13 13 Brain Trauma, F., S. American Association of Neurological, et al. (2007). "Guidelines for the management of severe traumatic brain injury." Journal of Neurotrauma 24 Suppl 1. Class of evidenceStudy design Quality Criteria IGood quality randomized controlled trial (RCT) Adequate random assignment method Allocation concealment Groups similar at baseline Outcome assessors blinded Adequate sample size Intention-to-treat analysis Follow-up rate 85% No differential loss to follow-up Maintenance of comparable groups IIModerate quality RCTViolation of one or more of the criteria for a good quality RCT IIGood quality cohort Blind or independent assessment in a prospective study, or use cohort of reliable data in a retrospective study Non-biased selection Follow-up rate 85% Adequate sample size Statistical analysis of potential confounders IIGood quality case-controlAccurate ascertainment of cases Nonbiased selection of cases/controls with exclusion criteria applied equally to both Adequate response rate Appropriate attention to potential confounding variables IIIPoor quality RCTMajor violations of the criteria for a good or moderate quality RCT IIIModerate or poor quality cohortViolation of one or more criteria for a good quality cohort IIIModerate or poor quality case-controlViolation of one or more criteria for a good quality case-control IIICase series, databases or registries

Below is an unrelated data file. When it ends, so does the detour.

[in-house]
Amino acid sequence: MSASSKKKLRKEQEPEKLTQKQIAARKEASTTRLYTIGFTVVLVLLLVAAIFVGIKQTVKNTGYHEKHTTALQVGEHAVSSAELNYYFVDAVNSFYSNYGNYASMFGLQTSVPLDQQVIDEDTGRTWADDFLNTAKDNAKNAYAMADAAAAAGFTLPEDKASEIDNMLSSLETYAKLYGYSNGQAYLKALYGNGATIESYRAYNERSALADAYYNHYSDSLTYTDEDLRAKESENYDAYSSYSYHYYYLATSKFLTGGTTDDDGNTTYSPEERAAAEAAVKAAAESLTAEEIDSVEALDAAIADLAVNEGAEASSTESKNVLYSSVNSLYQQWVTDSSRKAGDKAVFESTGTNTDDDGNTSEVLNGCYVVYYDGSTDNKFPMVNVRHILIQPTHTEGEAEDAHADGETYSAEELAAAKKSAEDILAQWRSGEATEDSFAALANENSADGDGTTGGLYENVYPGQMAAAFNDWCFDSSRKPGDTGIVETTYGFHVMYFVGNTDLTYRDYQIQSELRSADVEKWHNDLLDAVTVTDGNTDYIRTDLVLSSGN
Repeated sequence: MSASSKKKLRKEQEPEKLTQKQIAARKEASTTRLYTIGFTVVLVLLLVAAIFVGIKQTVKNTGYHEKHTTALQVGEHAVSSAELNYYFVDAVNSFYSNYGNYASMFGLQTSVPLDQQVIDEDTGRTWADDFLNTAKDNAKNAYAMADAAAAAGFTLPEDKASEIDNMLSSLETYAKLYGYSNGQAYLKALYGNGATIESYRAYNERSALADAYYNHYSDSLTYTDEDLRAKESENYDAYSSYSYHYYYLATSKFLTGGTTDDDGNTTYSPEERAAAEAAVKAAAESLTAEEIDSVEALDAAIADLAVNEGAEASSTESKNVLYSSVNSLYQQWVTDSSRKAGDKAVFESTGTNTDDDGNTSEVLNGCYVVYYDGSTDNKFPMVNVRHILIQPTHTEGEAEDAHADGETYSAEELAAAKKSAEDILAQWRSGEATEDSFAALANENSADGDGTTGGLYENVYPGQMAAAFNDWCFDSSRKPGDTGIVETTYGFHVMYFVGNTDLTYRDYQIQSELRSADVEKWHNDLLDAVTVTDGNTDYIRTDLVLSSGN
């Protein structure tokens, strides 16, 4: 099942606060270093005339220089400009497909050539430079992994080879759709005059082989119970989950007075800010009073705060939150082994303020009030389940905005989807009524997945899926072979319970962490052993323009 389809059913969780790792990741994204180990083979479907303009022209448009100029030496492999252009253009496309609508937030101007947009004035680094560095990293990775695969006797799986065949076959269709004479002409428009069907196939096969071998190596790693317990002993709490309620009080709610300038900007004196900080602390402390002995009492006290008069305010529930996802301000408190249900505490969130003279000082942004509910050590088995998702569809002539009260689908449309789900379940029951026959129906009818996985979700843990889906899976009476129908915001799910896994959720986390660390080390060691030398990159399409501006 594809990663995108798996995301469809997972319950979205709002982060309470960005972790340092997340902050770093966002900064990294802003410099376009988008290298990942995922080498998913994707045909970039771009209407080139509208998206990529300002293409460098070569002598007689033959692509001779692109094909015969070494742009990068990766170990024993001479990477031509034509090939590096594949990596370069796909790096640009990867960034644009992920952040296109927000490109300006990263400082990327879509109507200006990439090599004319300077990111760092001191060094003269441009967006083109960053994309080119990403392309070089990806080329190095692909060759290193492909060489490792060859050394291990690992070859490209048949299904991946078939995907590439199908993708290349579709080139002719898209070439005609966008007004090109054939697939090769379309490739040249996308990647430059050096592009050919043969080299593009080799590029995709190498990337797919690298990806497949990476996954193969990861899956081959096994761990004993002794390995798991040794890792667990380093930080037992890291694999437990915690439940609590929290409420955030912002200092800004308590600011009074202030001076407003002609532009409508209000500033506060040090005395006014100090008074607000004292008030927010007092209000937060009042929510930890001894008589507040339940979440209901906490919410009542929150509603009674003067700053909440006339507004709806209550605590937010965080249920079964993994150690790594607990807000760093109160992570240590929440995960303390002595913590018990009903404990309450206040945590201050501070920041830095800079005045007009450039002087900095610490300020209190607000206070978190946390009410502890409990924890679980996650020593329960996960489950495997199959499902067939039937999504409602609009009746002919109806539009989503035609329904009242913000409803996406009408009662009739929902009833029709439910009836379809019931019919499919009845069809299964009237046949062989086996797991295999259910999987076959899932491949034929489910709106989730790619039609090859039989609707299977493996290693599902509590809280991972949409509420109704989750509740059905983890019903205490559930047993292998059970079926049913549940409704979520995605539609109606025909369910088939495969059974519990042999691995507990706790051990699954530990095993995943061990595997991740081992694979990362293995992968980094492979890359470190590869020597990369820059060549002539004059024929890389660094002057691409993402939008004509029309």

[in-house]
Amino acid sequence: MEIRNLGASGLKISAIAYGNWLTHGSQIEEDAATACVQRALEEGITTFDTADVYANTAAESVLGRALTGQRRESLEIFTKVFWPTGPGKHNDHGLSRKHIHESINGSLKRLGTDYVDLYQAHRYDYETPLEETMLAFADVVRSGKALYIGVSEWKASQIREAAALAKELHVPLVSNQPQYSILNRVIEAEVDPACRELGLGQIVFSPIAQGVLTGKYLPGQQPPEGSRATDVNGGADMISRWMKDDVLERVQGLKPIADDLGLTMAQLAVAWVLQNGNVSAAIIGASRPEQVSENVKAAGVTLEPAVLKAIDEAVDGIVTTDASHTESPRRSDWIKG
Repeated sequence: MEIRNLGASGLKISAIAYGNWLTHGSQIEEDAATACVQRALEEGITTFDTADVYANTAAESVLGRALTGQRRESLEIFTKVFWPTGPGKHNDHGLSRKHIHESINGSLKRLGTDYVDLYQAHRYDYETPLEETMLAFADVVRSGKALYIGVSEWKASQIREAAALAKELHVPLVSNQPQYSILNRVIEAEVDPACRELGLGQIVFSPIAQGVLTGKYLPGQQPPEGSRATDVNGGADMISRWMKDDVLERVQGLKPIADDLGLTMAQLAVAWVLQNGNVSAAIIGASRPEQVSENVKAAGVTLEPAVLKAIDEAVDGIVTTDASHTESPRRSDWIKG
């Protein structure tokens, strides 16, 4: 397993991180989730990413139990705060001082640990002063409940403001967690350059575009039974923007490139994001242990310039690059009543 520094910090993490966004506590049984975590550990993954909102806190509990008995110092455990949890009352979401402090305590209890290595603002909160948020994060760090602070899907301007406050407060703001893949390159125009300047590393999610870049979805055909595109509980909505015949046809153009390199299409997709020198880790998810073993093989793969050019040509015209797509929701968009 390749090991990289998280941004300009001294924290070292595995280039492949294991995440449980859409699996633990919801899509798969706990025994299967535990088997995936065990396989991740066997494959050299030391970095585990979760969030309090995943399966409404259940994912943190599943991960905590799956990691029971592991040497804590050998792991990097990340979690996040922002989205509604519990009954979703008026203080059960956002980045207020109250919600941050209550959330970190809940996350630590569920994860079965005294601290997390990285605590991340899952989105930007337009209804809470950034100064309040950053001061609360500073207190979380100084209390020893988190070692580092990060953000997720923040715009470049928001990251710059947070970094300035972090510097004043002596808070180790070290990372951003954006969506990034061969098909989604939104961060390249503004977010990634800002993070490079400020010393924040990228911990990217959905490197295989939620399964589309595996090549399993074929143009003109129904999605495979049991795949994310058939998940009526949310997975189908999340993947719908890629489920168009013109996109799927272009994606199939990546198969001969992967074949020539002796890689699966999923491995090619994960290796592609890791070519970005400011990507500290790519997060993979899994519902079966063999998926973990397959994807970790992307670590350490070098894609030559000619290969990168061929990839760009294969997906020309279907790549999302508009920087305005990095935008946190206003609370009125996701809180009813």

14 14 Table 1. Applying Classification of Recommendations and Level of Evidence Morgenstern, L. B., J. C. Hemphill, 3rd, et al. (2010). "Guidelines for the management of spontaneous intracerebral haemorrhage: a guideline for healthcare professionals from the American Heart Association/American Stroke Association." Stroke 41(9):